Student-led project aims to decrease NKU’s carbon footprint through mobile app


Abby Anstead

Morgan Lyons and Arnela Zekic hold their honorable mention award in front of their poster presentation at Celebration on April 15.

Abby Anstead, Reporter

Students from environmental science, communication studies, public relations and media informatics collaborated on a project that shares one common goal: to clean up the carbon emissions of the NKU community.

The interdisciplinary project, Clearing the Air: APPlying Informatics to Reduce Traffic Congestion in Greater Cincinnati, focuses on the responsibility the NKU community has to the environment.

According to Morgan Lyons, an environmental science major, approximately 85 percent of NKU students commute to campus.

“The overview of the problem really is we live in a tri-state area that includes Kentucky, Ohio and Indiana,” Lyons said. “That is our NKU population, but there’s no public transportation available for that connection from Indiana to Kentucky or Ohio to Kentucky. TANK obviously only services a small part of the Northern Kentucky area.”

To encourage the use of public transportation, the students created a mobile app that allows users to track the amount of toxins they are responsible for releasing into the atmosphere.

Lyons explained that the environmental science team investigated how air pollution affects health, particularly in children and the elderly. Lyons said that toxins take a toll on the developing lungs of children.

In addition to examining health effects, Lyons said her team also looked at ecological and environmental impact, such as Cincinnati’s smog pollution.

“When you can’t see our city on certain days, that’s all from the traffic related air pollution due to all of the commuters,” Lyons said.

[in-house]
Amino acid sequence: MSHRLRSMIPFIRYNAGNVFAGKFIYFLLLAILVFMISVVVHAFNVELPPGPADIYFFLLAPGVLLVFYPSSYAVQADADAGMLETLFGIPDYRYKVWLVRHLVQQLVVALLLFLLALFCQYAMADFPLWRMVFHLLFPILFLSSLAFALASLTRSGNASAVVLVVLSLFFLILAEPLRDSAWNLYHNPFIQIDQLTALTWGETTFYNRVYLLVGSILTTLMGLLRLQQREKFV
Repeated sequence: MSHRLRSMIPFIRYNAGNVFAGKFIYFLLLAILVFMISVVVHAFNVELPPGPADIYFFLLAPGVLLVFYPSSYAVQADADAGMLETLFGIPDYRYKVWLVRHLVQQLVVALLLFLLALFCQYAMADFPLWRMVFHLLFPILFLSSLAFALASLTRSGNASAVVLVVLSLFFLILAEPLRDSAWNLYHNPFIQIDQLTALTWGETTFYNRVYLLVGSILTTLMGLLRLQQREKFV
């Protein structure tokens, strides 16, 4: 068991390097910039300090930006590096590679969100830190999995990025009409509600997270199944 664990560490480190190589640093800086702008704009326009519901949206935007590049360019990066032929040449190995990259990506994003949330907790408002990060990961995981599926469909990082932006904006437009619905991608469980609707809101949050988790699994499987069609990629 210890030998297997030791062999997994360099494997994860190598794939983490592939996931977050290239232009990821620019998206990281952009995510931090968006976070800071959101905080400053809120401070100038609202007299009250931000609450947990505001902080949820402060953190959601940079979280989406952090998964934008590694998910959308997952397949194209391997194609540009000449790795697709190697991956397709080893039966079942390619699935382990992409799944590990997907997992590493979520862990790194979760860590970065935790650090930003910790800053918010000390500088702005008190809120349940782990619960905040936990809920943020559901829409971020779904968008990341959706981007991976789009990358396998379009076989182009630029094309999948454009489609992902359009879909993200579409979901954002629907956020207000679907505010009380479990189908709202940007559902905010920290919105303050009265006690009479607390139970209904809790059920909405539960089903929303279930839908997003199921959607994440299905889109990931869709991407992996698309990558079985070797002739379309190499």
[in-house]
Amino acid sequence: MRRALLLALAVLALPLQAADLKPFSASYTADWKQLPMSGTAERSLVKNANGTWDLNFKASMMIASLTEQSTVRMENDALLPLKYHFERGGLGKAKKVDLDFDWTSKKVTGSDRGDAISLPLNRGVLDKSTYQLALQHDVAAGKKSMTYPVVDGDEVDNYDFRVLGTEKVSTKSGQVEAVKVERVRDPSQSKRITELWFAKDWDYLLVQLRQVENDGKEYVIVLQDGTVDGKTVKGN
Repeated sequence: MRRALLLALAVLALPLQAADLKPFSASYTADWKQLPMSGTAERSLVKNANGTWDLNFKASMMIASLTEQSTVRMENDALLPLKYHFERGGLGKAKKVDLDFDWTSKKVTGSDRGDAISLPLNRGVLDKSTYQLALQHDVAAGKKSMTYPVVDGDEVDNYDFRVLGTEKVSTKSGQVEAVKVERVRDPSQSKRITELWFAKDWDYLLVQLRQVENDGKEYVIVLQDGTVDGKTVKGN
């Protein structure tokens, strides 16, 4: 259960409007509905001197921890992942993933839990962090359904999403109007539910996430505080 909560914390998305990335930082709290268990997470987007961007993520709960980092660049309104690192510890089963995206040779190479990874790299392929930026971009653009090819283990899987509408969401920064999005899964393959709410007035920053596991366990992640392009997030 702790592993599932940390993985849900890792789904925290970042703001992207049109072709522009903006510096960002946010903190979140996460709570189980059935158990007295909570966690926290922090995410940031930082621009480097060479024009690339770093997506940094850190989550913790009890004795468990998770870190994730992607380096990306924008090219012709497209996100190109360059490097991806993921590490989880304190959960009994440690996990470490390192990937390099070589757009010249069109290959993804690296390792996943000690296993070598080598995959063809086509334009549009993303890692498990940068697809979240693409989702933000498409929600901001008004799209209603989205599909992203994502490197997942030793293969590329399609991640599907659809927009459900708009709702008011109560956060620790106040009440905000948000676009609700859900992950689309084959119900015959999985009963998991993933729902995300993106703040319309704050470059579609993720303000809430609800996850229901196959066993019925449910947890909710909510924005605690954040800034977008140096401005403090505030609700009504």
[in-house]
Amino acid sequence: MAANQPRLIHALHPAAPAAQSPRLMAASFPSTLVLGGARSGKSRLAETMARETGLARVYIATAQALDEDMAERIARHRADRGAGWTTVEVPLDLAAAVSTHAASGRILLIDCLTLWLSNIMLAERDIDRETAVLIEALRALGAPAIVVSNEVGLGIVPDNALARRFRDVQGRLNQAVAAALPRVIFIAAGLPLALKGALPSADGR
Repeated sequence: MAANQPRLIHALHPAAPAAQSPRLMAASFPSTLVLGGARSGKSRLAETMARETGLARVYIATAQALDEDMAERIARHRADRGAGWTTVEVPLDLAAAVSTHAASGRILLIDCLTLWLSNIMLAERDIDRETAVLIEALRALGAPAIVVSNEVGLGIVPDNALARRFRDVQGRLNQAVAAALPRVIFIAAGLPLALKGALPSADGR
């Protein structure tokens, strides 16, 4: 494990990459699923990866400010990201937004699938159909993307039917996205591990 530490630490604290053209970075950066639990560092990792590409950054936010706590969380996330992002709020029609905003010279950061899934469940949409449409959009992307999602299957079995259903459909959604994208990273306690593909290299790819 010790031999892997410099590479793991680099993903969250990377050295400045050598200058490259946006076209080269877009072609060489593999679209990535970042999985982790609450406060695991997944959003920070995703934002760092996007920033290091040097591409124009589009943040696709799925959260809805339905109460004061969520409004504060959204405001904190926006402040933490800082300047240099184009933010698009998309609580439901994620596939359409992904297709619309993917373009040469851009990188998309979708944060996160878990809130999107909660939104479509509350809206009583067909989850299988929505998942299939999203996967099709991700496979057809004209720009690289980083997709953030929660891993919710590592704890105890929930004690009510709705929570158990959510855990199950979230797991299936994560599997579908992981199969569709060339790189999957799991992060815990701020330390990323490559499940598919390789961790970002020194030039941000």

Dr. Zachary Hart, chair of the NKU Department of Communication and advisor of the interdisciplinary project, said that a survey directed toward commuter students indicated that over half of the students were interested in alternative transportation methods.

“There was a real openness to it,” Dr. Hart said. “But then when you look at actual practice at what people are doing, it’s actually a very small number that actually use those alternative modes of transportation.”

Communication students Arnela Zekic and Kelsie Brown worked with Dr. Hart to develop three key messages based on the research found by environmental science students.

Modeled after other green universities, such as EKU who has developed their own carpool system, Zekic and her team created a way to make college students realize that air pollution is a problem.

“We were trying to figure out what we can do, and we were looking at all of the data to see how we could actually show this to people,” Zekic said. “Because with air pollution, it’s out of sight, it’s out of mind. You don’t see it, so why should you care about it?”

Zekic explained that, according to persuasion theory of communication, a subject must be given an incentive in order for their behavior to change.

According to Zekic, the team developed incentives relatable to college students such as saving money, promoting fitness and contributing to a green environment.

Kelsie Brown, a public relations major, says that of the three components, NKU students are most concerned with the cost of their commute.

“NKU students can use their student ID to ride any TANK in the Northern Kentucky area, so moving forward into the next phase of this app and implementation, we know that we kind of want to play up the economic side of that,” Brown said.

Jesse Hockenbury, Mobile Applications Developer for the Center of Applied Informatics, is working on developing the app.

Hockenbury says that the app will act as a daily trip planner, allowing users to not only schedule trips, but it also shows users how their trips and the method of transportation they are using reflect positively on the environment.

“We’re hoping that if students can see all the impact, especially the financial impact of taking the bus, that they will really think twice before getting into their car,” Hockenbury said.

Brown says that this project has an impact on not only current students but also prospective students. The team has partnered with the Kenton County School District, particularly Dixie Heights High School.

“A lot of those graduating seniors end up coming to NKU,” Brown said. “We think that if we can target these students at the high school age, when they come to Northern they already have the idea that this is a culture where we commute, and we carpool with each other and we take public transportation. We want to try to internally change the culture of NKU.”

The team won an honorable mention at the EPA P3 (People, Prosperity, Planet) Sustainability Expo in Washington D.C. on April 11-12.

Information provided by Morgan Lyons and Arnela Zekic.
Information provided by Morgan Lyons and Arnela Zekic.